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Drugs contain chemicals that tap into the brain’s communication system and disrupt the way nerve cells normally send, receive, and process information. There are at least two ways that drugs cause this disruption:
(1) by imitating the brain’s natural chemical messengers and
(2) by overstimulating the “reward circuit” of the brain.
Some drugs (e.g., marijuana and heroin) have a similar structure to chemical messengers called neurotransmitters, which are naturally produced by the brain. This similarity allows the drugs to “fool” the brain’s receptors and activate nerve cells to send abnormal messages.
Other drugs, such as cocaine or methamphetamine, can cause the nerve cells to release abnormally large amounts of natural neurotransmitters (mainly dopamine) or to prevent the normal recycling of these brain chemicals, which is needed to shut off the signaling between neurons. The result is a brain awash in dopamine, a neurotransmitter present in brain regions that control movement, emotion, motivation, and feelings of pleasure.
Brain areas affected by drug abuse include:
The brain stem, which controls basic functions critical to life, such as heart rate, breathing, and sleeping.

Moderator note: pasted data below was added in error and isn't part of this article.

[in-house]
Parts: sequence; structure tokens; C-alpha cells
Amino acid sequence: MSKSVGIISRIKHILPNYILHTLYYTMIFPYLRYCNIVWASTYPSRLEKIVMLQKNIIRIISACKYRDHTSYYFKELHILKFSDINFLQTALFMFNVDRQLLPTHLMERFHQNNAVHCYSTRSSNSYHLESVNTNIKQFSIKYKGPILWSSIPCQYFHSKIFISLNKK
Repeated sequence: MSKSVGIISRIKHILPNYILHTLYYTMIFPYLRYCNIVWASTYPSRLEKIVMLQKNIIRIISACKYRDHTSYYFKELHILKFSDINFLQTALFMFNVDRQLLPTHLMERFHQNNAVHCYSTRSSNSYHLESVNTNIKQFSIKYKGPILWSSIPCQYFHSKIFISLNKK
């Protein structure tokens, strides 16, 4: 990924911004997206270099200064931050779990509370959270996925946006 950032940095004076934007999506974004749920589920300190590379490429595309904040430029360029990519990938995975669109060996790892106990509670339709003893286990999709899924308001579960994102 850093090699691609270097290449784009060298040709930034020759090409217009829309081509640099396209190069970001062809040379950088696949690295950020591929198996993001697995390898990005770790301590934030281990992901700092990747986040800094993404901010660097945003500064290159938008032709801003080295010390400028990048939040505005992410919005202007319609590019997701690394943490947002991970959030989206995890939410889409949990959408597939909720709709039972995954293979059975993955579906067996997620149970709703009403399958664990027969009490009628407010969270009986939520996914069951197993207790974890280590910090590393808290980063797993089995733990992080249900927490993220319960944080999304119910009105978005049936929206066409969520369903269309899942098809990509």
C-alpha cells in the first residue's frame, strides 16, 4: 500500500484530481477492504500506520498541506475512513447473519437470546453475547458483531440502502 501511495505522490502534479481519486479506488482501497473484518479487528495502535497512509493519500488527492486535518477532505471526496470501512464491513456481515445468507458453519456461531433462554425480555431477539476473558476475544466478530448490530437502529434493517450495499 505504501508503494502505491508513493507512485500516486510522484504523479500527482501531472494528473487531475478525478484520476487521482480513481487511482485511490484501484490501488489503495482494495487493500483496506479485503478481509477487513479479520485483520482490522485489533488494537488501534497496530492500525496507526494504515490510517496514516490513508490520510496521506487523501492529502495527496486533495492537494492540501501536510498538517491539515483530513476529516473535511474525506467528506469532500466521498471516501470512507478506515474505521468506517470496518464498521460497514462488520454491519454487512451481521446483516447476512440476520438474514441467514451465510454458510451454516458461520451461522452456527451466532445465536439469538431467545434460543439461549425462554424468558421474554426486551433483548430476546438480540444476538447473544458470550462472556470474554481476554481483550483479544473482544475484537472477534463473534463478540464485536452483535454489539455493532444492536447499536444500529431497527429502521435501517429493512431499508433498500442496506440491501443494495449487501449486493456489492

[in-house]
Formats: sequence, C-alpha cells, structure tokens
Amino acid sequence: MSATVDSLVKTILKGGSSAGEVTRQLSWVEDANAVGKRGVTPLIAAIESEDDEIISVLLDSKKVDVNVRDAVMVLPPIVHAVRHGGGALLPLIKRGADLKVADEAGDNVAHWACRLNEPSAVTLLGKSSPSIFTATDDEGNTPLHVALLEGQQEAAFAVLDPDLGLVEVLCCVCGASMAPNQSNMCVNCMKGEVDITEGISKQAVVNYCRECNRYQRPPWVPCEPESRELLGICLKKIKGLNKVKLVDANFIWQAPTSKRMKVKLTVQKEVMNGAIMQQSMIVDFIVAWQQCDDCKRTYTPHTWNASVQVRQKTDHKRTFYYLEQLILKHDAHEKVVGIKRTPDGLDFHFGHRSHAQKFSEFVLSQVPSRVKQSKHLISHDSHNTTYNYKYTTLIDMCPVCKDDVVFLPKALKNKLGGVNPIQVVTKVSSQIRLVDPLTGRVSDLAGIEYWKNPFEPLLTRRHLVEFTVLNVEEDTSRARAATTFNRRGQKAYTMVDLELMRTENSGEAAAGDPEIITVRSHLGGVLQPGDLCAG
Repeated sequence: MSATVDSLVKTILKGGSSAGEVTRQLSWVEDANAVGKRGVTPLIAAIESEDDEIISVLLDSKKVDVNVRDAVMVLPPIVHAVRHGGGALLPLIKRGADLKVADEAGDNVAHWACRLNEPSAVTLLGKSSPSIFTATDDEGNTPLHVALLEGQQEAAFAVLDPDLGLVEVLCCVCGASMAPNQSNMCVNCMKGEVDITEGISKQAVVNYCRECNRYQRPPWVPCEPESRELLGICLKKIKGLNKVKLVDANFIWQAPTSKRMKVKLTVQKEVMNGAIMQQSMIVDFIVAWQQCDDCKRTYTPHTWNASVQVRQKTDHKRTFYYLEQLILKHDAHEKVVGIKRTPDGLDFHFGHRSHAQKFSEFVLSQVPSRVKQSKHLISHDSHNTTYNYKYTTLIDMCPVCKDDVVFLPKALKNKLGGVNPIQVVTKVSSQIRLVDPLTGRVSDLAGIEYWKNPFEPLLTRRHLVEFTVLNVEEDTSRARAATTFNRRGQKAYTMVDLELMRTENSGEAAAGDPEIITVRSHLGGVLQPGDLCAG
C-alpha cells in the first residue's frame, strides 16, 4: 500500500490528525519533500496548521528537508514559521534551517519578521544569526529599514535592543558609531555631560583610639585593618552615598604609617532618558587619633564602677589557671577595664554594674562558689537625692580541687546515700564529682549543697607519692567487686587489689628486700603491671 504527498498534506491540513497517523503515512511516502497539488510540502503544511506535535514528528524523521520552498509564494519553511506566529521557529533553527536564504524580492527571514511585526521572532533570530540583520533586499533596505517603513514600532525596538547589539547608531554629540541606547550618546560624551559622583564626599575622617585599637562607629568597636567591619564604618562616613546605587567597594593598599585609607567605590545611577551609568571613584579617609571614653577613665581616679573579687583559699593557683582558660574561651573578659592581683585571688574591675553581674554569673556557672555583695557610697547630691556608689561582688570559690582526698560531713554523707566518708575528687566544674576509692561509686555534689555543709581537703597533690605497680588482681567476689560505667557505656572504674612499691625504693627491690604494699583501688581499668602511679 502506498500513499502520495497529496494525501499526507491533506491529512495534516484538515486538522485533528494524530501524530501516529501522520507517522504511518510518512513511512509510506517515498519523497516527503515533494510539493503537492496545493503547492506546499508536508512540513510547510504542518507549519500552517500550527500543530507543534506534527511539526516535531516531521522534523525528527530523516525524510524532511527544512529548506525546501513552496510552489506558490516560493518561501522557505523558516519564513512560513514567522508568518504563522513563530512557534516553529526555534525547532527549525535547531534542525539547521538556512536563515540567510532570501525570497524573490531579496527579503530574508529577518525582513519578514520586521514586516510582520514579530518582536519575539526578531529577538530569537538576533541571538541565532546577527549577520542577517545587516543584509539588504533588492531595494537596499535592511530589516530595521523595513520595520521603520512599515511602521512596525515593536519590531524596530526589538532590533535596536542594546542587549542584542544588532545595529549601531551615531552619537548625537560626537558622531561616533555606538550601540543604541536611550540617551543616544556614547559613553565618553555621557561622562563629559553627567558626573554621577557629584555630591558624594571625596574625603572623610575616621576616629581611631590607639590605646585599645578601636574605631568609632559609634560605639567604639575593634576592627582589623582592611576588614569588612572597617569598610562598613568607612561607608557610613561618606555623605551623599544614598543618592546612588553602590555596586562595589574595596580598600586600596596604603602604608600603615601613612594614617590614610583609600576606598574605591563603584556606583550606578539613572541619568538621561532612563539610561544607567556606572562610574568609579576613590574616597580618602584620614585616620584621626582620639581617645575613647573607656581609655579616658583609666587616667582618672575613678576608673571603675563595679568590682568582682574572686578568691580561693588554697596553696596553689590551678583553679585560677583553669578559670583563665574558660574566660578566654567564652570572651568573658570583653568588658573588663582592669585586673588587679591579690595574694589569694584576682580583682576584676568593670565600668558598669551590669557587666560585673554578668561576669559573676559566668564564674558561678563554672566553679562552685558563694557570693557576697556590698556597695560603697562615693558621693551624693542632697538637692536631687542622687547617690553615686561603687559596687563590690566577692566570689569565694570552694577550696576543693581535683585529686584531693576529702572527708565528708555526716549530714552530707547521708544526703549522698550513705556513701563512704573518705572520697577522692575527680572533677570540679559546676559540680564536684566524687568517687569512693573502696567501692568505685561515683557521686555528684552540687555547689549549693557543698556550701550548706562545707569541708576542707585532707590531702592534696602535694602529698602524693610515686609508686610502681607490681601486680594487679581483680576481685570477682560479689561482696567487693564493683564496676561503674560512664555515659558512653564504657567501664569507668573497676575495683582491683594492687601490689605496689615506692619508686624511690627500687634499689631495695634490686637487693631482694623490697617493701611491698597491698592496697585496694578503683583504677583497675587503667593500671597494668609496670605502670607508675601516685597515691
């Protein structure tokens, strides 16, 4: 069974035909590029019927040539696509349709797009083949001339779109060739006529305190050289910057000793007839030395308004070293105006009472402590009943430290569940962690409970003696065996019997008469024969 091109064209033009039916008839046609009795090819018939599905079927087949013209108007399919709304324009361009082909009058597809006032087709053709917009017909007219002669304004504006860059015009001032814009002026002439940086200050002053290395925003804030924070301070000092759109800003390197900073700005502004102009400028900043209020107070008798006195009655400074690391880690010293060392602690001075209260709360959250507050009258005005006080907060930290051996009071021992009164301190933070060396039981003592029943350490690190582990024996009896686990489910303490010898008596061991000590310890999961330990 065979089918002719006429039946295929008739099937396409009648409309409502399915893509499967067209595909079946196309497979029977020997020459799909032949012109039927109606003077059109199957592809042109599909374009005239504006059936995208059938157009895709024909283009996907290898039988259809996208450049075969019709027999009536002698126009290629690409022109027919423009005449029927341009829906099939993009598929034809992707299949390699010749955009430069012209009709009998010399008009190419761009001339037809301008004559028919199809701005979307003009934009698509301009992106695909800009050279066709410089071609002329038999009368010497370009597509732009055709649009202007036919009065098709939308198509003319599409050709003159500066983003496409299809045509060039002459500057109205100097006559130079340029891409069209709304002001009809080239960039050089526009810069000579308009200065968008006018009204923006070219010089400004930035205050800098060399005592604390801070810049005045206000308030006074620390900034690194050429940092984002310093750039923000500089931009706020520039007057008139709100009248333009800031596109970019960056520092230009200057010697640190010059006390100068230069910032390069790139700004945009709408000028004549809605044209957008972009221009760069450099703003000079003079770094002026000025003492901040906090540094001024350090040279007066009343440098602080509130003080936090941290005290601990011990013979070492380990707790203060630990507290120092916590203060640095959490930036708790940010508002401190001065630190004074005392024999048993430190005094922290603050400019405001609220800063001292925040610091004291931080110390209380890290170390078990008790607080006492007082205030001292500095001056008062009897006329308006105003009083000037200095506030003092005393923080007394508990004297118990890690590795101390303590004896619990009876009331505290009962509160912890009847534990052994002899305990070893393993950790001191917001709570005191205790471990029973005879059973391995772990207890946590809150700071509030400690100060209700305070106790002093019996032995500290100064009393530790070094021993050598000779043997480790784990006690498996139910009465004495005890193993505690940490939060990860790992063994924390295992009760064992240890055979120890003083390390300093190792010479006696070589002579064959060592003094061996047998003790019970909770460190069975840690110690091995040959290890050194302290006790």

The cerebral cortex, which is divided into areas that control specific functions. Different areas process information from our senses, enabling us to see, feel, hear, and taste. The front part of the cortex, the frontal cortex or forebrain, is the thinking center of the brain; it powers our ability to think, plan, solve problems, and make decisions.
The limbic system, which contains the brain’s reward circuit. It links together a number of brain structures that control and regulate our ability to feel pleasure. Feeling pleasure motivates us to repeat behaviors that are critical to our existence. The limbic system is activated by healthy, life-sustaining activities such as eating and socializing— but it is also activated by drugs of abuse. In addition, the limbic system is responsible for our perception of other emotions, both positive and negative, which explains the mood-altering properties of many drugs.
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